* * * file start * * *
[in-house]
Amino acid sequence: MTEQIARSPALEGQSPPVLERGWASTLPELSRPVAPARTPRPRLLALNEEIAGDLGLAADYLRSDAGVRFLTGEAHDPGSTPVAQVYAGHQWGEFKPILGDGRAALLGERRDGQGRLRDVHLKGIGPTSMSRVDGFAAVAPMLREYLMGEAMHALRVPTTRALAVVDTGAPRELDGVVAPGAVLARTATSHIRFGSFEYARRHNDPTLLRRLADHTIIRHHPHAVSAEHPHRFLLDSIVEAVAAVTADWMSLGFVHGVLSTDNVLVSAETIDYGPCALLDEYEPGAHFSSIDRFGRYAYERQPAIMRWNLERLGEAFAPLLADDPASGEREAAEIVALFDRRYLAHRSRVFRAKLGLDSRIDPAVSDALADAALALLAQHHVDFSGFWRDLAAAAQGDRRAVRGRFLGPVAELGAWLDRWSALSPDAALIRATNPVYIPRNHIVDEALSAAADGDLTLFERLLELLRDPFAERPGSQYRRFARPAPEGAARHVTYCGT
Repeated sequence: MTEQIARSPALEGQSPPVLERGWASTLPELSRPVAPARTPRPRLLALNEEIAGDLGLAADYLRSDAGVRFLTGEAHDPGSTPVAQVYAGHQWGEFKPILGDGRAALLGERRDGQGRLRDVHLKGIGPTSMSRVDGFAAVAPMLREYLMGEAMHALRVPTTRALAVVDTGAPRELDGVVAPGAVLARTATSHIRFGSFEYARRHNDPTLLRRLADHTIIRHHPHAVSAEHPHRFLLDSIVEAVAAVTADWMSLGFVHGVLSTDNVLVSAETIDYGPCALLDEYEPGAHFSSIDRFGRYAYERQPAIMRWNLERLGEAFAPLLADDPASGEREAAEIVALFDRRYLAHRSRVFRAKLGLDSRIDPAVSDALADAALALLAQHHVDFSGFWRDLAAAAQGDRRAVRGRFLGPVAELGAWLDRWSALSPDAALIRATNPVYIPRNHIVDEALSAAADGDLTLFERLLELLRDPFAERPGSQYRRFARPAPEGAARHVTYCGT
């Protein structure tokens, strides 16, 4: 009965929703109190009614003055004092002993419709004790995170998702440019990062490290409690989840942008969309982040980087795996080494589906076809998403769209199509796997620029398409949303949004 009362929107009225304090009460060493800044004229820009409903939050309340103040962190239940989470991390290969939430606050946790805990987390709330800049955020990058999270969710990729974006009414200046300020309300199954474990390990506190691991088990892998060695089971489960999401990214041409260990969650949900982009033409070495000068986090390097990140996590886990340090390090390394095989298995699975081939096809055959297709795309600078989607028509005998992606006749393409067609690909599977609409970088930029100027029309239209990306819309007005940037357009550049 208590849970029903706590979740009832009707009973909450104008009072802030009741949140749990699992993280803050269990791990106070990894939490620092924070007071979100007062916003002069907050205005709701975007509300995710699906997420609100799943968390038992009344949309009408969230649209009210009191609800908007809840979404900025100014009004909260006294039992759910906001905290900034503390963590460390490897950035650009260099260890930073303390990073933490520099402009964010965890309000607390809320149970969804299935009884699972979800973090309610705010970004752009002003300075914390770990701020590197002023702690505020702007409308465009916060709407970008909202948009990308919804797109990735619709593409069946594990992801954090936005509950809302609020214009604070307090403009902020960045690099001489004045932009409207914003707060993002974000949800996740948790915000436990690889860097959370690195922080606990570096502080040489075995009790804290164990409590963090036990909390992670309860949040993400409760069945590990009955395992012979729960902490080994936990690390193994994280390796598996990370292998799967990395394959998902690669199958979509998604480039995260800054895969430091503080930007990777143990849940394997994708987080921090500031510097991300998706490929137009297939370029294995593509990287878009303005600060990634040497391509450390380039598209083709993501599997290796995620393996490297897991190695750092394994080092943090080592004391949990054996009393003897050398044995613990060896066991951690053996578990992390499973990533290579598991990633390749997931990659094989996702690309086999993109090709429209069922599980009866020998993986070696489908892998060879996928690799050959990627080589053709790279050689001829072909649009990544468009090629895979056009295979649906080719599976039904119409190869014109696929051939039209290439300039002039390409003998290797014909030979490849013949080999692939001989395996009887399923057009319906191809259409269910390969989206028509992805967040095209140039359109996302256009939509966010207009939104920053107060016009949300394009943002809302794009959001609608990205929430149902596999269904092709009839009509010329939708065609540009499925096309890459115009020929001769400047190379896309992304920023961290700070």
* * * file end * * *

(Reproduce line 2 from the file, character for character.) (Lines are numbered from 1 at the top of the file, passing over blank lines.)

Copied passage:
Amino acid sequence: MTEQIARSPALEGQSPPVLERGWASTLPELSRPVAPARTPRPRLLALNEEIAGDLGLAADYLRSDAGVRFLTGEAHDPGSTPVAQVYAGHQWGEFKPILGDGRAALLGERRDGQGRLRDVHLKGIGPTSMSRVDGFAAVAPMLREYLMGEAMHALRVPTTRALAVVDTGAPRELDGVVAPGAVLARTATSHIRFGSFEYARRHNDPTLLRRLADHTIIRHHPHAVSAEHPHRFLLDSIVEAVAAVTADWMSLGFVHGVLSTDNVLVSAETIDYGPCALLDEYEPGAHFSSIDRFGRYAYERQPAIMRWNLERLGEAFAPLLADDPASGEREAAEIVALFDRRYLAHRSRVFRAKLGLDSRIDPAVSDALADAALALLAQHHVDFSGFWRDLAAAAQGDRRAVRGRFLGPVAELGAWLDRWSALSPDAALIRATNPVYIPRNHIVDEALSAAADGDLTLFERLLELLRDPFAERPGSQYRRFARPAPEGAARHVTYCGT